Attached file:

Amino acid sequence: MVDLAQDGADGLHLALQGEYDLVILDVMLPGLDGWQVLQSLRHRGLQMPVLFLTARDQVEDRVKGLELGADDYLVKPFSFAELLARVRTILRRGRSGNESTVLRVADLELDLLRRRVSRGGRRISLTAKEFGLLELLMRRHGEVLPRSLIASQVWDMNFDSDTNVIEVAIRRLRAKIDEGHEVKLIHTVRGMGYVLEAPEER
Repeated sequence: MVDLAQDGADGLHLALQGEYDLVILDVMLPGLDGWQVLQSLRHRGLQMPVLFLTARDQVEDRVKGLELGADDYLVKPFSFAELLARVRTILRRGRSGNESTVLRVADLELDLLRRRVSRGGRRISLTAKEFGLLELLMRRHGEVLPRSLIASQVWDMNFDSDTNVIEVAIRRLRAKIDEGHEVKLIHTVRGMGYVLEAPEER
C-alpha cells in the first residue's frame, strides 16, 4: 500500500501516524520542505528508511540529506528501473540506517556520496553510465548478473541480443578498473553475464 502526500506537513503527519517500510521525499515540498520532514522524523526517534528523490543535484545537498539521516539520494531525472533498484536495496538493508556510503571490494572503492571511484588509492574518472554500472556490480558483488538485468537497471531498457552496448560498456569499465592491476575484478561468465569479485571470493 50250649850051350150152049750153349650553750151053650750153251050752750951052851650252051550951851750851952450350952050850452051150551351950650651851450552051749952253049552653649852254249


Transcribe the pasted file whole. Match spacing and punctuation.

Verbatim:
Amino acid sequence: MVDLAQDGADGLHLALQGEYDLVILDVMLPGLDGWQVLQSLRHRGLQMPVLFLTARDQVEDRVKGLELGADDYLVKPFSFAELLARVRTILRRGRSGNESTVLRVADLELDLLRRRVSRGGRRISLTAKEFGLLELLMRRHGEVLPRSLIASQVWDMNFDSDTNVIEVAIRRLRAKIDEGHEVKLIHTVRGMGYVLEAPEER
Repeated sequence: MVDLAQDGADGLHLALQGEYDLVILDVMLPGLDGWQVLQSLRHRGLQMPVLFLTARDQVEDRVKGLELGADDYLVKPFSFAELLARVRTILRRGRSGNESTVLRVADLELDLLRRRVSRGGRRISLTAKEFGLLELLMRRHGEVLPRSLIASQVWDMNFDSDTNVIEVAIRRLRAKIDEGHEVKLIHTVRGMGYVLEAPEER
C-alpha cells in the first residue's frame, strides 16, 4: 500500500501516524520542505528508511540529506528501473540506517556520496553510465548478473541480443578498473553475464 502526500506537513503527519517500510521525499515540498520532514522524523526517534528523490543535484545537498539521516539520494531525472533498484536495496538493508556510503571490494572503492571511484588509492574518472554500472556490480558483488538485468537497471531498457552496448560498456569499465592491476575484478561468465569479485571470493 50250649850051350150152049750153349650553750151053650750153251050752750951052851650252051550951851750851952450350952050850452051150551351950650651851450552051749952253049552653649852254249